Students raise awareness for sexual assault, harassment
April 5, 2013
In light of the recent rape case in Steubenville, Ohio, the idea of “rape culture” is being discussed more than ever. This discussion has led to students on MC’s campus to organize groups and events to further awareness of rape culture.
One result of this discussion has been the revival of a women’s group on campus known as the Coalition for Women’s Awareness. “The CWA is a campus organization that is intended to be a safe space for women and men to come and discuss the issues of sexism on this campus,” said junior Kaitlyn Pfau who led the revival of the group.
Professor Trudi Peterson’s Women, Justice and Equality course has organized a Slut Walk to be held on campus on Saturday, April 6. The Slut Walk originated in Toronto after a police officer spoke to high school students about how to best prevent rape and instructed women in the room to not “dress like sluts.” The Slut Walk started as a protest to this statement and to victim-blaming and slut-shaming.
“Slut-shaming is when people make negative judgments about a woman based on anything from the way she dresses to her real or perceived sexuality or sex life,” said senior Sarah Zaubi, a student in the Women’s Studies course that is organizing the Slut Walk. “Judgments like these almost always lead to victim-blaming – blaming victims for their own rape – assault or harassment.”
According to the Rape, Abuse and Incest National Network (RAINN), a school of about 1,000 students could experience as many as 35 rapes per year. This statistic does not include other forms of sexual assault or harassment. The Monmouth College Scots Guide defines sexual harassment as any “unwelcome communication or conduct of a sexual nature. Sexual harassment can include unwelcome sexual advances; requests for sexual favors; lewd, obscene or sexually suggestive remarks; sexual misconduct; or other conduct of a sexual nature when submission to such conduct or communication is made or threatened to be made, either explicitly or implicitly, a term or condition of employment or education; submission to or rejection of such conduct by an individual is used or threatened to be used as the basis for academic, extracurricular or employment decisions involving the individual…”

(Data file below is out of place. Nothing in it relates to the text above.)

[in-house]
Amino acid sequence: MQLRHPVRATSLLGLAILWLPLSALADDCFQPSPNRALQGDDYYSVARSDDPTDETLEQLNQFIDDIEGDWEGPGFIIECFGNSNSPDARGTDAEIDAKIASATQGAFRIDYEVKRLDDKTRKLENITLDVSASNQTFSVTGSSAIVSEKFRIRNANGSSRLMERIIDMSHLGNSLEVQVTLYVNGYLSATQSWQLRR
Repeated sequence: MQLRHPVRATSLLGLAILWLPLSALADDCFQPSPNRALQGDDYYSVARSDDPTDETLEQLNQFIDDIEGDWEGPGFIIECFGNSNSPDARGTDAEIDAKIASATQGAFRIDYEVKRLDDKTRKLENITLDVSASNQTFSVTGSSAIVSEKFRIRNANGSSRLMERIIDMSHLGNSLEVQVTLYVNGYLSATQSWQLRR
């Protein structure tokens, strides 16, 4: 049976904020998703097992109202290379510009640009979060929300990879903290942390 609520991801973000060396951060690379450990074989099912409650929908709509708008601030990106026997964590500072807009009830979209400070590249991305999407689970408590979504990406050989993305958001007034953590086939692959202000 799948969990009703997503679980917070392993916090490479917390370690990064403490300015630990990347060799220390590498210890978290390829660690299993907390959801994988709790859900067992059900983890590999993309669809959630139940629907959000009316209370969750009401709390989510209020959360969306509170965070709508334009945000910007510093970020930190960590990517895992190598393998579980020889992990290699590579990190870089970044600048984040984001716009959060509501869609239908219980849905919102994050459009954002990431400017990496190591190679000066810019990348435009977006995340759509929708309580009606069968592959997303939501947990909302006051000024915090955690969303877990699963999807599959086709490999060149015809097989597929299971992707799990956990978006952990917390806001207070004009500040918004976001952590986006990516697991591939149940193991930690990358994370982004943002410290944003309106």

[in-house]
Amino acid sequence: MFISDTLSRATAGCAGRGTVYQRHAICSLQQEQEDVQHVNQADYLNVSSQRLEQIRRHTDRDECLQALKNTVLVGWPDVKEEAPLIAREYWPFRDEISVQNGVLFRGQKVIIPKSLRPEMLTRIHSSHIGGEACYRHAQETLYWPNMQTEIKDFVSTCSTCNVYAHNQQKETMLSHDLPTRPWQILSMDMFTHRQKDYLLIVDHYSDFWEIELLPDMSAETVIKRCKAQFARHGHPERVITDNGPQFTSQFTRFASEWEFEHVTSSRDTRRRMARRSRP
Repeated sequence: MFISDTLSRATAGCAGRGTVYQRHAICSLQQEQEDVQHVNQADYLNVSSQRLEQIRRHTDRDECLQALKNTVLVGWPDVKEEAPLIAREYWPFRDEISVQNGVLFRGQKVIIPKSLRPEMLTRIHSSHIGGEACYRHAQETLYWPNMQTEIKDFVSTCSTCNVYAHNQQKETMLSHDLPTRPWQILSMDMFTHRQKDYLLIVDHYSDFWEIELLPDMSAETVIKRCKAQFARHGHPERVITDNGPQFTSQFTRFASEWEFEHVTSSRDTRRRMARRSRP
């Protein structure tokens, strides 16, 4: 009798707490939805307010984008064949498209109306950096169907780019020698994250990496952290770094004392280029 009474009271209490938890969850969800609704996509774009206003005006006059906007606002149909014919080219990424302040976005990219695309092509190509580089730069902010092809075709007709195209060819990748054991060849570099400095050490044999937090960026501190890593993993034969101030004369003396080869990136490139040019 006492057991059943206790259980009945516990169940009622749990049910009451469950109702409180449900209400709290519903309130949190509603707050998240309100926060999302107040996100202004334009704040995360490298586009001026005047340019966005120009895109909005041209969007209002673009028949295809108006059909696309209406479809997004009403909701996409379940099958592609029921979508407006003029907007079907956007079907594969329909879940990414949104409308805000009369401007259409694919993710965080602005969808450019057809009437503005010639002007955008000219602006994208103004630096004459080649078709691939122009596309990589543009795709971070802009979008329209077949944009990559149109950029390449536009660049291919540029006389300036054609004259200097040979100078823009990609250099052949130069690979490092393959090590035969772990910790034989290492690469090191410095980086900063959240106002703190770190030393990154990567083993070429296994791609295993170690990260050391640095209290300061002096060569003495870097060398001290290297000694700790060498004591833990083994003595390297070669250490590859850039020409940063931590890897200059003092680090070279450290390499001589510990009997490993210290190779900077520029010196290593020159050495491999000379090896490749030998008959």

Mohsin Masood, Director of Residence Life echoes the school’s policy on harassment and assault: “We absolutely do not tolerate sexual harassment… I think [we deal with such cases] very promptly and efficiently, providing both sides with information and resources needed, especially for the victim.”
The administration has been very supportive of the initiatives that students are taking to raise the campus awareness of what qualifies for harassment and assault. “I would encourage any student who faces sexual harassment or harassment in general to report it immediately,” said Masood.